Microscopic examination of the larger brown tumor and the small nodules showed large polygonal cells arranged in pseudoglandular and trabecular pattern (Figure 2) separated by sinusoidal vascular channels. The tumor cells had abundant amounts of eosinophilic to amphophilic cytoplasm and pleomorphic vesicular nuclei displaying prominent nucleoli, increased mitotic activity (8-9/10 hpf) including atypical forms, and nuclear pseudoinclusions. A rim of fibrous tissue was noted around the large tumor separating it from adjacent liver in areas. Sections from the grey white mass showed a tumor with a fibrolamellar pattern composed of trabeculae of large polygonal cells separated by lamellar bands of hyalinized collagen (Figure 3). These tumor cells had abundant brightly eosinophilic granular cytoplasm with moderately pleomorphic, hyperchromatic nuclei, and some with prominent nucleoli. Eosinophilic cytoplasmic globules were present in some cells. Mitotic activity was inconspicuous. Occasional lymphovascular tumor emboli were seen in the adjacent fibrous tissue. The adjacent liver parenchyma showed preserved architecture, focal mild steatosis, and no evidence of fibrosis or cirrhosis.

Figure 2: HCC showing tumor cells arranged in pseudoglandular and trabecular pattern, hematoxylin-eosin 200x.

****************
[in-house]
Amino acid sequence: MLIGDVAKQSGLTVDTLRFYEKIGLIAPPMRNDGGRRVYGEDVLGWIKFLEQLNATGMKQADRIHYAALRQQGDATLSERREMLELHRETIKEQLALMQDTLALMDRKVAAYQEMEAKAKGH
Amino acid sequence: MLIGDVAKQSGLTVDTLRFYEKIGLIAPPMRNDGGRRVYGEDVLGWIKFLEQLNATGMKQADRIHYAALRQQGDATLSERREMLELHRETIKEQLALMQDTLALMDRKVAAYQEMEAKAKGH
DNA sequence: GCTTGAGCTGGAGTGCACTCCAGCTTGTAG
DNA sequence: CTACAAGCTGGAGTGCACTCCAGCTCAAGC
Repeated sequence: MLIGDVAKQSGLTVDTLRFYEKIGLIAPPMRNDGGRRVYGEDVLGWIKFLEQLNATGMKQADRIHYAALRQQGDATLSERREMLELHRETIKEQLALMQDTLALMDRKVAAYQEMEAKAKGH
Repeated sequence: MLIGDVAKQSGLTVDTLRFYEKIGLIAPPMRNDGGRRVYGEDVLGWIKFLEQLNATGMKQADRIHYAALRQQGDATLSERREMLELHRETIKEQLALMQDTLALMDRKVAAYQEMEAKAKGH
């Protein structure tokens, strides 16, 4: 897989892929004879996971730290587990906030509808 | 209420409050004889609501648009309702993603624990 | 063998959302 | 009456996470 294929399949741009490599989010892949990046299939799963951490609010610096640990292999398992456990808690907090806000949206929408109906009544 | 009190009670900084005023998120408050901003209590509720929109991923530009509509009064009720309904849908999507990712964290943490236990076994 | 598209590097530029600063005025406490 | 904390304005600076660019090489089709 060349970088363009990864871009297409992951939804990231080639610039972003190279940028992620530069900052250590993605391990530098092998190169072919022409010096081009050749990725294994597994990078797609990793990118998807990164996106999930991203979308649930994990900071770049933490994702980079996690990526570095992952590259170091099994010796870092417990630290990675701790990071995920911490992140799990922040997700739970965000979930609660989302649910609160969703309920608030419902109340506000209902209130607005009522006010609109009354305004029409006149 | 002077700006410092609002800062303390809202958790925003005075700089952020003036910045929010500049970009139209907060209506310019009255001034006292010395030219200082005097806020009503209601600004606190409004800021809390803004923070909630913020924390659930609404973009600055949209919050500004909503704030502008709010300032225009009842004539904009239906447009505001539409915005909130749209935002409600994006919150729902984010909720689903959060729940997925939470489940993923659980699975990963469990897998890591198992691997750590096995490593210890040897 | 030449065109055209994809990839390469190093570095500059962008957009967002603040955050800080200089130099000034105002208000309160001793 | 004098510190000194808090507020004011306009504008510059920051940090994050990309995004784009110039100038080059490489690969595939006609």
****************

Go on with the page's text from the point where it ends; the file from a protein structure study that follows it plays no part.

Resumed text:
Figure 3: Fibrolamellar carcinoma showing tumor cells with abundant eosinophilic cytoplasm separated by lamellar bands of hyalinised collagen, hematoxylin-eosin 100x.

Immunohistochemistry revealed tumor cells of HCC with diffuse positivity for Hep Par1 (Figure 4) and focal positivity for CK7 (Figure 5) whereas the tumor cells of fibrolamellar-type showed diffuse strong positivity for CK7 (Figure 6). Ep-CAM was positive in both HCC and in FLC but the percentage of positive cells and the intensity of staining were more in the HCC component. Immunostaining for beta catenin showed diffuse membranous but no nuclear staining in tumor cells of both types. A final diagnosis of multinodular combined adult type moderately differentiated HCC and FLC was made.